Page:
Globalisation: A threat to global commons


Globalisation in the oxford dictionary is defines as
“The process by which businesses or other organizations develop international influence or start operating on an international scale” (Oxford University Press, 2012) .
The Global commons are the resources that belong to everyone and should be freely accessible. Examples of global commons are water and air (oxygen). These are a part of nature and price tags should not be placed on them.
If we look at the definition of globalisation closely we will notice that like most public affairs in the world of today, it has business in it. Globalisation like everything else in the world of Capitalism has an economic foundation. Globalisation is about making profits, profit maximisation. Industrialisation, Modernisation or Globalisation, call it what you want has more disadvantages than advantages.
What has been the result of Globalisation?
• Green house effect (

• Depletion of the ozone layer (

• Climate change (

• Spread of diseases especially infectious diseases quicker i.e. HIV/ SARS (

• Air pollution (

Counter arguments state that globalisation is good because it offers
• Improved trade within the global company
• Countries have developed (i,e China) India etc
• Technology innovation
• Easy access to different countries
Globalisation is good to some extent, however we need to manage it by ensuring that there are minimal effects on the global commons. The global economy does not need to be in the middle of everything we do.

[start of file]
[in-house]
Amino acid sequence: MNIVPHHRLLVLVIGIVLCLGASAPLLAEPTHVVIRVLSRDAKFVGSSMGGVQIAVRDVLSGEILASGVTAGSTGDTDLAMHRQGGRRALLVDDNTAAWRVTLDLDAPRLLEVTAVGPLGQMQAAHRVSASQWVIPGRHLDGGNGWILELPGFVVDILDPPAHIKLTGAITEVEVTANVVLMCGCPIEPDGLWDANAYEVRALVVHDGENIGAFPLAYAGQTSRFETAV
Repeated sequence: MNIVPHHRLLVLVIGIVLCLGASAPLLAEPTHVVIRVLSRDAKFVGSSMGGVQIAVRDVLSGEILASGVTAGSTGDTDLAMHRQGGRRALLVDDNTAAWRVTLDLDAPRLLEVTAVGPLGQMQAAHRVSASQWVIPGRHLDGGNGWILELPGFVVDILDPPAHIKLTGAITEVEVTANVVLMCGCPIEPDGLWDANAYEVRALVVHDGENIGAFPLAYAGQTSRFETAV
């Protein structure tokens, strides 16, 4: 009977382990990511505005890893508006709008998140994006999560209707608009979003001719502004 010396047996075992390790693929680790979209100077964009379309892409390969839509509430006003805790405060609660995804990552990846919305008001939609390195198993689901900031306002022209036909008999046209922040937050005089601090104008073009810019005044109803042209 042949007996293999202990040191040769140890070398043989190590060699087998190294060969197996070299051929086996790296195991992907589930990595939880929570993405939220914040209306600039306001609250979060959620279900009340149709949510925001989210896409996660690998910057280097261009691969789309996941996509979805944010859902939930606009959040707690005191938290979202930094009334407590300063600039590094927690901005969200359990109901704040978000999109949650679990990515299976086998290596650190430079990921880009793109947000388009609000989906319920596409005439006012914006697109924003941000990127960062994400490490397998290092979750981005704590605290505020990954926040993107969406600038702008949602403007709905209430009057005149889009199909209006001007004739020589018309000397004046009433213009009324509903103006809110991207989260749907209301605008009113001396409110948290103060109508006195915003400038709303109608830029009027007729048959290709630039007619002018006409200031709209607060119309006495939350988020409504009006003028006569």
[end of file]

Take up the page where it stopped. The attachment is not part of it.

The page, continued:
There needs to be a change in our mindset. We need to place the global commons in the middle of every global transaction we make.
We need to start asking the questions
• What will the impact of our actions have on the environment?
• What will the impact of our actions have on people?
• Are we making sustainable decisions?


2 Responses to “Globalisation: A threat to global commons”

  1. olalekanfadeyi Says:

    Truly to your argument, i cannot agree with you any less there is critical need to place global decisions within sustainability confines, especially when we begin to consider what else would be left for the upcoming future generation. The Green House Effect video says it all. We can all decifer Globalisation from several perspectives, but the critical question would then be at what point do we balance the scales on its benefits as against the long-ranging negative impacts on the environment, nature and our most cherished communities where Commons most especially find their roots? …. Need we say more?

  2. kpukumujohn Says:

    As the world becomes increasingly interconnected, globalization seems to be inevitable. Weather we like it or not it is sure to continue. As deevelopment practioners, how concern should be how to minimise the effects of globalization, especially where it affect the most vulnerable in society. Wherever economic development is takes place, local communities always stand the risk of losing control of their environment and rights.

    Globalization is good, but its impact on local communities is sometimes deverstating. That is why recognising the rights of indigenous people as spelt out in the ‘UN Declaration on the Rights of Indigenoue people’ is very important. These right act as a safegurd to ensure that Indeginous People provides informed concent on all environmental issues affecting their livelihoods.

    Also the International community have a responsibility in all of these issues. Whatever the nature of globalization, the aim is to maximize profit and minimise expenditure. In such circumstances, the poor are often the most affected.

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